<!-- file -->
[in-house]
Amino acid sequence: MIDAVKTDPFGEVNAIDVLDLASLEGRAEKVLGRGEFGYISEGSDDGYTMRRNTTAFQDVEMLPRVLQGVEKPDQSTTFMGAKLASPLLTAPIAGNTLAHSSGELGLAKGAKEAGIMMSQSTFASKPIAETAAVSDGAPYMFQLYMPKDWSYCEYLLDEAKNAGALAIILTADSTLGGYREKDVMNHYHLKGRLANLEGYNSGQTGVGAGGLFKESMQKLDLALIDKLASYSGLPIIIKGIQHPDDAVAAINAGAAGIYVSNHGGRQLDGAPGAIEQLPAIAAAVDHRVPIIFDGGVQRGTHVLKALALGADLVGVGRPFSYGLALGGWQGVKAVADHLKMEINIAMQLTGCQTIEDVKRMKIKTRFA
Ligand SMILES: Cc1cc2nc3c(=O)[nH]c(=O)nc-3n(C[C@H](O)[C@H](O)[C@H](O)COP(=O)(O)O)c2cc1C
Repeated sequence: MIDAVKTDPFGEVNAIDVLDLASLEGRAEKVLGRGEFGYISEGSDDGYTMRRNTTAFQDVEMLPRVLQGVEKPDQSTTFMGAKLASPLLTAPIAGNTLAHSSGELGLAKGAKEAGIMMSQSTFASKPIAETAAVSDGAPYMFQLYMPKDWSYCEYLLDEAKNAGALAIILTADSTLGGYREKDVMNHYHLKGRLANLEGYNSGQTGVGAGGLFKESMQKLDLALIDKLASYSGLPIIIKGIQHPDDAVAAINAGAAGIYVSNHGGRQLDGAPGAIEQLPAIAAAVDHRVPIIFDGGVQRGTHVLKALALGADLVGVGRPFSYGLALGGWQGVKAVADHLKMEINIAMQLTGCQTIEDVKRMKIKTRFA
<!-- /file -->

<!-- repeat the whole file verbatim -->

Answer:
[in-house]
Amino acid sequence: MIDAVKTDPFGEVNAIDVLDLASLEGRAEKVLGRGEFGYISEGSDDGYTMRRNTTAFQDVEMLPRVLQGVEKPDQSTTFMGAKLASPLLTAPIAGNTLAHSSGELGLAKGAKEAGIMMSQSTFASKPIAETAAVSDGAPYMFQLYMPKDWSYCEYLLDEAKNAGALAIILTADSTLGGYREKDVMNHYHLKGRLANLEGYNSGQTGVGAGGLFKESMQKLDLALIDKLASYSGLPIIIKGIQHPDDAVAAINAGAAGIYVSNHGGRQLDGAPGAIEQLPAIAAAVDHRVPIIFDGGVQRGTHVLKALALGADLVGVGRPFSYGLALGGWQGVKAVADHLKMEINIAMQLTGCQTIEDVKRMKIKTRFA
Ligand SMILES: Cc1cc2nc3c(=O)[nH]c(=O)nc-3n(C[C@H](O)[C@H](O)[C@H](O)COP(=O)(O)O)c2cc1C
Repeated sequence: MIDAVKTDPFGEVNAIDVLDLASLEGRAEKVLGRGEFGYISEGSDDGYTMRRNTTAFQDVEMLPRVLQGVEKPDQSTTFMGAKLASPLLTAPIAGNTLAHSSGELGLAKGAKEAGIMMSQSTFASKPIAETAAVSDGAPYMFQLYMPKDWSYCEYLLDEAKNAGALAIILTADSTLGGYREKDVMNHYHLKGRLANLEGYNSGQTGVGAGGLFKESMQKLDLALIDKLASYSGLPIIIKGIQHPDDAVAAINAGAAGIYVSNHGGRQLDGAPGAIEQLPAIAAAVDHRVPIIFDGGVQRGTHVLKALALGADLVGVGRPFSYGLALGGWQGVKAVADHLKMEINIAMQLTGCQTIEDVKRMKIKTRFA